The data collected over a period of study are shown in Table 3. In Figure 3. That is, by using weighted frequencies, the order of priority of removing the defects is C, A, B, D, and E, whereas without using the weighted frequencies, this order would have been E, C, D, B, and A. Cause-and-Effect Fishbone or Ishikawa Diagram In an SPC-implementing scheme, identifying and isolating the causes of a particular problem or problems is very important.
An effective tool for identifying such causes is the cause-and-effect diagram. This diagram is also known as a fishbone diagram because of its shape, and sometimes it is called an Ishikawa diagram after its inventor.
Japanese manufacturers have widely used this diagram to improve the quality of their products. In preparing a causeand-effect diagram, it is quite common to use a brainstorming technique. The brainstorming technique is a form of creative and collaborative thinking. This technique is used in a team setting. The team usually includes personnel from departments of production, inspection, purchasing, design, and management, along with any other members associated with the product under discussion.
A brainstorming session is set up in the following manner: Each team member makes a list of ideas. The team members sit around a table and take turns reading one idea at a time. As the ideas are read, a facilitator displays them on a board so that all team members can see them. Steps 2 and 3 continue until all ideas have been exhausted and displayed.
Cross-questioning concerning a team members idea is allowed only for clarification. When all ideas have been read and displayed, the facilitator asks each team member if he or she has any new ideas. This procedure continues until no team member can think of any new ideas. Once all the ideas are presented using the brainstorming technique, the next step is to analyze them.
The cause-and-effect diagram is a graphical technique used to analyze these ideas. Figure 3. The five spines in Figure 3. In most workplaces, whether they are manufacturing or nonmanufacturing, the causes of all problems usually fall into one or more of these categories. Using a brainstorming session, the team brings up all possible causes under each category.
For example, under the environment category, a cause could be the managements attitude. Management might not be willing to release any funds for research or to change suppliers; there might not be much cooperation among middle and top management; or something similar. Under the personnel category, a cause could be lack of proper training for workers, supervisors who are not helpful in solving problems, lack of communication between workers and supervisors, and workers who are afraid of asking their supervisors questions for fear of repercussions in their jobs, promotions, or raises.
Once all possible causes under each major category are listed in the cause-and-effect diagram, the next step is to isolate one or more common causes and eliminate them. A complete cause-and-effect diagram may appear as shown in Figure 3.
Defect Concentration Diagram A defect concentration diagram is a visual representation of the product under study that depicts all the defects. This diagram helps the workers determine if there are any patterns or particular locations where the defects occur and what kinds of defects, minor or major, are occurring.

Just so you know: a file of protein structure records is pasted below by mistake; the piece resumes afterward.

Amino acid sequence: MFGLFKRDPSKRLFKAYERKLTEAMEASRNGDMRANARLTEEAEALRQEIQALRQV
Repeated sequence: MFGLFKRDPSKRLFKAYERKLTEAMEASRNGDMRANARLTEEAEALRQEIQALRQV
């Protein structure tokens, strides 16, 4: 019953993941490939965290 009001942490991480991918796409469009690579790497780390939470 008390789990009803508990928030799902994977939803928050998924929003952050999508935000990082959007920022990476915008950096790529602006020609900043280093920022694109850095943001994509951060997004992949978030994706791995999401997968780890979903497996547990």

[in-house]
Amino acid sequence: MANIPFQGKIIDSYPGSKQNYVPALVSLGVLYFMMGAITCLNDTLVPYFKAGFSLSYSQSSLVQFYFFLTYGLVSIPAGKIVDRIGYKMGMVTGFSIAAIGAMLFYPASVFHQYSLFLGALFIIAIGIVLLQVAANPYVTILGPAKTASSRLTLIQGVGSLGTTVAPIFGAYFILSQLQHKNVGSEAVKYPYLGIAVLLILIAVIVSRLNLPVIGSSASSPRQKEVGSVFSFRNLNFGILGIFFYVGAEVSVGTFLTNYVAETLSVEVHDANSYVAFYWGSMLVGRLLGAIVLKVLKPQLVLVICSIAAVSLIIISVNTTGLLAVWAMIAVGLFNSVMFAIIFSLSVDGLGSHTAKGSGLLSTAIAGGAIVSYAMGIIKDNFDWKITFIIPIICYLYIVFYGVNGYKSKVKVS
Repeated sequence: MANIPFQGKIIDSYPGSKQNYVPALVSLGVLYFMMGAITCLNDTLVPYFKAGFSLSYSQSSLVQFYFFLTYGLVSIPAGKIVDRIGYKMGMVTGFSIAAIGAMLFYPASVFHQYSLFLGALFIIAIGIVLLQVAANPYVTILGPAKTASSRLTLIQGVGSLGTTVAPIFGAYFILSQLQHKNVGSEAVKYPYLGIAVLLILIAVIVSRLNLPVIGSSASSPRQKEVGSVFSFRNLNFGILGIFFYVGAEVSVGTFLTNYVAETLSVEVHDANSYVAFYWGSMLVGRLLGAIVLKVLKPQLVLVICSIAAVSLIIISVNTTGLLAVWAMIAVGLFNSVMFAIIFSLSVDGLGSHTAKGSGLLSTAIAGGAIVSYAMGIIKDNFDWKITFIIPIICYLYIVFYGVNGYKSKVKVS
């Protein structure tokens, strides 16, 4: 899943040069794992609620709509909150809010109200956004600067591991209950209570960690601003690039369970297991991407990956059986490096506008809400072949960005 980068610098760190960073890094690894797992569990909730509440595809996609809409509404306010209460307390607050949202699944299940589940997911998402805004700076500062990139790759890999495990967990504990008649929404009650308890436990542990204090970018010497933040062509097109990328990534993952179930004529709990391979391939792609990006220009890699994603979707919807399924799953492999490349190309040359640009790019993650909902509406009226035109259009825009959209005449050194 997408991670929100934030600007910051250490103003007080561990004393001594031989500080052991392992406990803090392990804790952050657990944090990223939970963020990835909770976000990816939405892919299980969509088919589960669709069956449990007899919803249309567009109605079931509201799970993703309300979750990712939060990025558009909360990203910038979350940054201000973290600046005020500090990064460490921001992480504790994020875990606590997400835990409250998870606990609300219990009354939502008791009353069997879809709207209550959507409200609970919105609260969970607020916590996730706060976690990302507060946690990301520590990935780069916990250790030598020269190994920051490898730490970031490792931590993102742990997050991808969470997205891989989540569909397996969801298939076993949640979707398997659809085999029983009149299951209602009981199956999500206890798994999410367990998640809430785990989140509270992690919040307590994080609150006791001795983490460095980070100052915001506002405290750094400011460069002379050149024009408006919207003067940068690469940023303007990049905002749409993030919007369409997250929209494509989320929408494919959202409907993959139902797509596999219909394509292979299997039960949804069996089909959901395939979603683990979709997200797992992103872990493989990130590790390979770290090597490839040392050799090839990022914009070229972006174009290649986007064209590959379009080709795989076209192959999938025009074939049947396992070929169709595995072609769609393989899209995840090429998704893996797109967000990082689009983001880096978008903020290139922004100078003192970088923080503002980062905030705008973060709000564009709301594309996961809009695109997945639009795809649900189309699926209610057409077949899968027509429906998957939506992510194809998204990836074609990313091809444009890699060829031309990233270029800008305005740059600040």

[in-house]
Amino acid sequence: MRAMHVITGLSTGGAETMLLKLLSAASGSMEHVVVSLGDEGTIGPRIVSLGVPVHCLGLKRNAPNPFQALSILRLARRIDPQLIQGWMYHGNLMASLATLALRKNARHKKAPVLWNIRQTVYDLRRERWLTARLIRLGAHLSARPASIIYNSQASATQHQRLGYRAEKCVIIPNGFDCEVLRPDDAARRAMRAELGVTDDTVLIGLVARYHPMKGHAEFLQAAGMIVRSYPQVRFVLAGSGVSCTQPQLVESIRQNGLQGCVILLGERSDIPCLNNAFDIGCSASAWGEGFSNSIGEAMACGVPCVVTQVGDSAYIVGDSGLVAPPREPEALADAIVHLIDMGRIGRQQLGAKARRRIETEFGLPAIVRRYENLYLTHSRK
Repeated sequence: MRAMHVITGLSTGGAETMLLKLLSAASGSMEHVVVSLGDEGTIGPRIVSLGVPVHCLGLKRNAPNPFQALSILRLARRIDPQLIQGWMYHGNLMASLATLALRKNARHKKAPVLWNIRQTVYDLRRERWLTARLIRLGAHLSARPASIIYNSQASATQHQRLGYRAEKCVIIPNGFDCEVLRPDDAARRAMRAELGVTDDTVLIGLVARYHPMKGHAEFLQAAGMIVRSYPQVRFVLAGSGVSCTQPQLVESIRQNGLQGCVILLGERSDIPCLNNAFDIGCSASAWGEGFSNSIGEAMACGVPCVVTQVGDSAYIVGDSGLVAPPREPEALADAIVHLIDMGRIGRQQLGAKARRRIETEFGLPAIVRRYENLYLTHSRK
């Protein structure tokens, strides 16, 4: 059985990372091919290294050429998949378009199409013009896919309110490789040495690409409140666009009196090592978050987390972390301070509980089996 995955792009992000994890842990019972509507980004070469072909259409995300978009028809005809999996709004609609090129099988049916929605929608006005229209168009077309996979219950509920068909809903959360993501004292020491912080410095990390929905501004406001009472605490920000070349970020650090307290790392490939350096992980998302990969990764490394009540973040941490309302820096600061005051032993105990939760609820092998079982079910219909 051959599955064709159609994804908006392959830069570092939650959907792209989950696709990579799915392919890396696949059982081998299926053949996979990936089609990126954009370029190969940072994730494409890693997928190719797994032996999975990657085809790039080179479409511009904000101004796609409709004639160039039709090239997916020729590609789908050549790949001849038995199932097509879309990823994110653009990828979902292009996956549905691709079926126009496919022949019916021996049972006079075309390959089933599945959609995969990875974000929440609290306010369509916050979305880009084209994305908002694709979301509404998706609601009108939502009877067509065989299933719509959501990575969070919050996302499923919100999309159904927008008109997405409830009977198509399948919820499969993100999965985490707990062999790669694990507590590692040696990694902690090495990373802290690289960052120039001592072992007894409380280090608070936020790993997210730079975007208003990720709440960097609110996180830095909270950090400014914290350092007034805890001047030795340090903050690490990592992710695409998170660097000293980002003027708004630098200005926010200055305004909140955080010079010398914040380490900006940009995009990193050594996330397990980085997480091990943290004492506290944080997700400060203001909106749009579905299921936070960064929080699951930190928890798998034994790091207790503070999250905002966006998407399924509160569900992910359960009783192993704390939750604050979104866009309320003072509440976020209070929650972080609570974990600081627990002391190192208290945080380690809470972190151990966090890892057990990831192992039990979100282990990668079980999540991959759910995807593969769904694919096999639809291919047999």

The patterns or particuEnvironment.
Workers underpaid No funds for research Not enough workers Lack of management cooperation. It is important that the diagram show the product from different angles. For example, if the product is in the shape of a rectangular prism and defects are found on the surface, then the diagram should show all six faces, very clearly indicating the location of the defects. The defect concentration diagram was useful when the daughter of one of the authors made a claim with a transportation company.
In , the author shipped a car from Boston, Massachusetts, to his daughter in San Jose, California. After receiving the car, she found that the front bumpers paint was damaged. She filed a claim with the transportation company for the damage, but the company turned it down, simply stating that the damage was not caused by the company. Fortunately, a couple days later, she found similar damage under the back bumper, symmetrically opposite the front bumper.
She again called the company and explained that this damage had clearly been done by the belts used to hold the car during transportation. This time the company could not turn down her claim, because by using a defect concentration diagram, she could prove that the damage was caused by the transportation company.
Run Chart In any SPC procedure it is very important to detect any trends that may be present in the data. Run charts help identify such trends by plotting data over a certain period of time. For example, if the proportion of nonconforming parts produced from shift to shift is perceived to be a problem, we may plot the number of nonconforming parts against the shifts for a certain period of time to determine whether there are any trends.
Trends usually help us identify the causes of nonconformities. This chart is particularly useful when the data are collected from a production process over a certain period of time.
A run chart for data in Table 3. From this run chart we can easily see that the percentage of nonconforming units is the lowest in the morning shift shifts 1, 4, 7,. There are also some problems in the evening shift, but they are not as severe as those in the night shift. Because such trends or patterns are usually created by special or assignable.